My kids love crescent rolls, and usually devour the packages that we buy from the store. We found this recipe in one of our magazines and finally made the recipe. The kids were thrilled, because #1--they made HUGE rolls, and #2--they taste better than the store bought kind.
The only drawback is that they do take time--which is only for the yeast to raise. So you have to be prepared and start them around lunch time in order to have them for dinner. Actually I started these yesterday for our dinner--at about 2 p.m. thinking that would be plenty of time since it said to let it raise for 3 hrs. Well, once I got them going and starting to raise I read the rest of the recipe and after you roll them out they raise ANOTHER 2-3 hrs. So I took my bowl, covered it with plastic and stuck it in the fridge until this morning when I pulled it back out to start the raising process. It worked. So...Enjoy!! We sure did!
1 scant tablespoon yeast
1 tablespoon sugar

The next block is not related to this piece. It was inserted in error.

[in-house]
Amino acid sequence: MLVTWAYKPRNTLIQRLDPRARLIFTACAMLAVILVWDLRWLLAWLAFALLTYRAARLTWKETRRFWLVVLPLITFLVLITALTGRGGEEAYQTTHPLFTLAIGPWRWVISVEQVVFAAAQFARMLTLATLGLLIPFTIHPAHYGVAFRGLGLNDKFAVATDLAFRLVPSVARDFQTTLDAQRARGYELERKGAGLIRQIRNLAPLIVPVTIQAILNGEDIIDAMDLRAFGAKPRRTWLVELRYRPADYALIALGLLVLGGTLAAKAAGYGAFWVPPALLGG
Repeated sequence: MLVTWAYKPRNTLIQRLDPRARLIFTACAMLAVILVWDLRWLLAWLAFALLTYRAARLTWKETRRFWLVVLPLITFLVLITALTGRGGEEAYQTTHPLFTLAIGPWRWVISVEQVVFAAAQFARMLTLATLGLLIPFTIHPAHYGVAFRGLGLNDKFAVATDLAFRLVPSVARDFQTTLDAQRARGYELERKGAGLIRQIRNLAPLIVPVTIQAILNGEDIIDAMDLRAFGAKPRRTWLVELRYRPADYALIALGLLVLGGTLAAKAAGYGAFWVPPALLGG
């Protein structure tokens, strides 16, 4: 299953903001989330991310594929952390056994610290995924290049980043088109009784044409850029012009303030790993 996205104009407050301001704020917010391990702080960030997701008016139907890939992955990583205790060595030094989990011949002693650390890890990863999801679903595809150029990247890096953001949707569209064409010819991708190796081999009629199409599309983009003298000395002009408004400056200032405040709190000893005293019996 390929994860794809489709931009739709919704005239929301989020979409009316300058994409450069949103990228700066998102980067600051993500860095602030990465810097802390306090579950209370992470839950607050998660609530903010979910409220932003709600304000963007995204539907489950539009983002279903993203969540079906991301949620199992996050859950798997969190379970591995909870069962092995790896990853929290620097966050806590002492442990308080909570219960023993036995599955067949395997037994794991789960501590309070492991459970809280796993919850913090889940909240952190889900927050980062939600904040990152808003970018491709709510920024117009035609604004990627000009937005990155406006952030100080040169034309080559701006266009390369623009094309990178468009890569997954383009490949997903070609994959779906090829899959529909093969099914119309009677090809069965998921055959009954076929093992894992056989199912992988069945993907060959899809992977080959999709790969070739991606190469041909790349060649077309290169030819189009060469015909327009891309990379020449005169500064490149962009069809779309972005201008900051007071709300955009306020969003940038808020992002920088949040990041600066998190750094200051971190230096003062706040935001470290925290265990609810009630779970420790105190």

1/3 cup warm water*
3/4 teaspoon salt
1/2 cup canola oil
1/2 cup sugar
3 eggs, beaten
1 cup warm milk*
5 cups flour, more as needed
1/2 cup butter, melted
1. In a small bowl, mix the yeast, tablespoon of sugar, and warm water. Set aside for three to four minutes, allowing the yeast to activate. In a separate bowl, mix the salt, oil, and 1/2 cup sugar. Stir in the yeast mixture. Add the eggs and warm milk. Slowly stir in the flour. Add an additional 1/2 to 1 cup of flour if the dough is too sticky to form a ball.
2. Cover the dough and let it rise for three or four hours.
3. Divide the dough into two pieces. Roll each piece into a circle about 1/4-inch thick. Brush the dough with melted butter. Slice the dough like a pizza into 12 wedges and roll up each wedge from the wide end to the narrow end. Place the rolls on baking sheets with the narrow tip of dough tucked underneath. Cover the rolls with a clean dish towel and let them rise for another two or three hours.
4. Brush the tops of the rolls lightly with butter and bake them for 10 minutes at 375°F (190°C). Makes 2 dozen.
*Must be 110°–112°F (43°–44°C) for the yeast to activate. (Liquid should feel warm to the touch.)
"Kitchen Krafts", Friend, Nov. 2007, pg. 27